But right now? The Mets are shedding games in the NL East like it’s September 2007 and sounding and looking a lot like their fore-bearers did in August 2002, when the Mets began the month 4 1/2 games out of the wild card and finished it in last place in the NL East after going 6-21 and scoring two runs or fewer 14 times.
The Mets are 9-for-51 (.173) with runners in scoring position in their last five games. But as The Athletic’s Tim Britton pointed out last night, their batting average in non-RISP situations over that span is a mere .229. The Mets are a mess no matter by every statistical measure.
The Mets probably aren’t going to fall into last — not with the Nationals embarking upon a rebuild — but the sights and sounds last night of Brandon Nimmo glaring at the field, Luis Rojas shaking his head in the dugout and a muted Marcus Stroman in his postgame Zoom were far too reminiscent of the helplessness that overwhelmed the Mets 19 years ago this month.
The postgame Zooms with Stroman — who makes no secret of his disdain for the traditional media — are usually edgy and defiant. Thriving on the perceived negativity of others, Stroman will almost always find the positive elements out of a defeat and refuse to answer any question he thinks will generate a tabloid-esque headline.
But there was no edge to his comments just after a loss defined by the Mets’ inexplicable decision not to let Stroman, an adept hitter and hyper-competitive athlete, swing the bat with the bases loaded and none out in the fourth because the Mets didn’t want him hitting into a double play. Stroman watched three strikes before Nimmo hit into a double play.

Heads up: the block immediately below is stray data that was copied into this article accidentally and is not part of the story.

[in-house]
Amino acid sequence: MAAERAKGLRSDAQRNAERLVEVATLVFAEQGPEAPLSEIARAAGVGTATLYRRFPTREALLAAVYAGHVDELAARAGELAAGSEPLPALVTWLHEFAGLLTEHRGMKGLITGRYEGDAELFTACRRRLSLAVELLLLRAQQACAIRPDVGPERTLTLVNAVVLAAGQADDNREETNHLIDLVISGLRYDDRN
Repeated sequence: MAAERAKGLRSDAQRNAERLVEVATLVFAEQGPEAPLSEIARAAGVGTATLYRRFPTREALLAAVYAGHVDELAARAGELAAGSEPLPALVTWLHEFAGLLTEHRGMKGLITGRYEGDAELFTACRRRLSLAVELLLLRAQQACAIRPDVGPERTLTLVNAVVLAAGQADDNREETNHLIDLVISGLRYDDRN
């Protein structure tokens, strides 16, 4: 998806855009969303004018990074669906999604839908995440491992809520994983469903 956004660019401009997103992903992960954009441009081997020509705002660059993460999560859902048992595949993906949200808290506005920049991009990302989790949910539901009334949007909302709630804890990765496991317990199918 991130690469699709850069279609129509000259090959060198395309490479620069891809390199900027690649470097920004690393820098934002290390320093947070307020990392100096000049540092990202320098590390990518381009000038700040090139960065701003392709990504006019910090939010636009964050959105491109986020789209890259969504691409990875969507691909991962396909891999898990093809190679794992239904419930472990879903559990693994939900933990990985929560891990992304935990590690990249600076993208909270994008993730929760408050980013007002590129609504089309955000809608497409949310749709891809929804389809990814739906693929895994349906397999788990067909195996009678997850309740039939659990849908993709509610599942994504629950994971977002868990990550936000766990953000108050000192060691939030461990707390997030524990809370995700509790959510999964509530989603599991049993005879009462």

When asked about the fourth-inning “strategy,” Stroman simply acknowledged he was told not to swing.
An inning later, Phillies pitcher Kyle Gibson, who’d spent his entire career in the AL prior to being acquired by Philadelphia last week, singled with the bases loaded to give the Phillies the lead for good and saddle Stroman with a hard-luck loss.
Now the Mets must win today and then again tomorrow — against Zack Wheeler, who, in a familiar tale, was not tendered a legitimate contract offer by the Mets’ previous regime before he signed with the Phillies in December 2019 and subsequently completed his transformation into a Cy Young candidate — to climb back into first place by Monday.
“I know you guys are looking for an answer,” Stroman said earlier Friday night in answering a question about the Mets’ struggles.
He’s not the only one.